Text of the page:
No single subject has garnered more attention over the past twenty-five years than
has entrepreneurship. A quick Google search of the term, in its various forms, generates
over 24 million “hits” (Google, 2008) up over ten fold in the past year (Google, 2007).
At least forty academic journals are totally dedicated to herald its characteristics and
It is the darling of academic conferences, higher education curricula, a host
of self-help books, and, unique among the bulk of business school fare, it can even claim
its own trade magazine.
Over 100 centers devoted to its study and teachings have
emerged in the United States alone.
And, currently, 21.1% of U.S. schools offer
undergraduate majors in entrepreneurship, 15.3% offer MBA concentrations, and 1.5% a
specialized Masters degree (Fernandes, 2006).
The future of entrepreneurship is forecast to witness even greater significance and
popularity of the field.
The prestigious AACSB, predicts: 1) the field will mature into a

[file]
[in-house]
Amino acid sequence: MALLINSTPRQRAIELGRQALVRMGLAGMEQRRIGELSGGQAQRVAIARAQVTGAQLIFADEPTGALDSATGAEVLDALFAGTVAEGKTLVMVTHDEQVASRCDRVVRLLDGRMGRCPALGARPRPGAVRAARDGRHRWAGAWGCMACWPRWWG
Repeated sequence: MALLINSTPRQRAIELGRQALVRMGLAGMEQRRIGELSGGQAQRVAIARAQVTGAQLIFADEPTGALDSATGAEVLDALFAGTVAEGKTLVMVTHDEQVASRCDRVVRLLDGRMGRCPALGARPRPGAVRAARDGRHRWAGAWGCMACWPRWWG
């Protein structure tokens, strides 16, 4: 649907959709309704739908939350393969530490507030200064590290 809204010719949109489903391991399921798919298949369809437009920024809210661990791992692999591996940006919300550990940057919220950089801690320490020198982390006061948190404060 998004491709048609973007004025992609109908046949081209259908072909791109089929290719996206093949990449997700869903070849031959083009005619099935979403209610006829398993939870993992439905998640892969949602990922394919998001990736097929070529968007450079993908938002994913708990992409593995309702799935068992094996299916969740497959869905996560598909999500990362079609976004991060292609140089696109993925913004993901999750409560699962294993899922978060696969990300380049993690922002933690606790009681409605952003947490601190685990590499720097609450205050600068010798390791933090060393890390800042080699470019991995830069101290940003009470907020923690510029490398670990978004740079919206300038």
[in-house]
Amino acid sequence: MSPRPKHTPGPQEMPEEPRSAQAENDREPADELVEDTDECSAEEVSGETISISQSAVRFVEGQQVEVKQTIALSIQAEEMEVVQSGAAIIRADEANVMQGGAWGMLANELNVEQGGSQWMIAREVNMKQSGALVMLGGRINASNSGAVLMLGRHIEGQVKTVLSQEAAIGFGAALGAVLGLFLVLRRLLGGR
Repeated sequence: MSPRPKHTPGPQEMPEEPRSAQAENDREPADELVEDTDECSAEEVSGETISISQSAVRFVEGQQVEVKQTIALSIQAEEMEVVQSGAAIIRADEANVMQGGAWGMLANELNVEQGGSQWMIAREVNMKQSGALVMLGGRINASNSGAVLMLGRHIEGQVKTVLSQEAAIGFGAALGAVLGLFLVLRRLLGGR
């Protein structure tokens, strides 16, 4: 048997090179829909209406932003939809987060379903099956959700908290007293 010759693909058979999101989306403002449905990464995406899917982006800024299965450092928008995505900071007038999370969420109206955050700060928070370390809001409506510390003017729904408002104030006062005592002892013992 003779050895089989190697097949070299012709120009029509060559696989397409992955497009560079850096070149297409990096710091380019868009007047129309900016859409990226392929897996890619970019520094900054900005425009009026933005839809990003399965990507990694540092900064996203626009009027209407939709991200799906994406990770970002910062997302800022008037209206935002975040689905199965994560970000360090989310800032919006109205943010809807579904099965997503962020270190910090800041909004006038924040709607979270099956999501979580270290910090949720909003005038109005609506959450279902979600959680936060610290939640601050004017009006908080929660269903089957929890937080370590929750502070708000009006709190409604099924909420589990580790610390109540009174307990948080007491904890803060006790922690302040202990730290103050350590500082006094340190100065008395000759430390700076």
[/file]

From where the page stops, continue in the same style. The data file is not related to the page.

distinct management discipline, 2) its elements will become essential to any business
education, 3) the distinction between education and practice will become irrelevant, 4)
“research will more significantly influence policy and economic development
worldwide,” and 5) it will produce radically different faculty models at business schools
around the globe (Fernandes, 2006).
To suggest that entrepreneurship is a “hot topic” is to understate the obvious.
Most noteworthy in this flurry of activity is that the terms
have no commonly accepted definitions.
This absence of specified
content or boundaries, however, has not appeared to discourage the proliferation of
contributions to the field or its impact.
In fact, it has, likely, had just the opposite effect.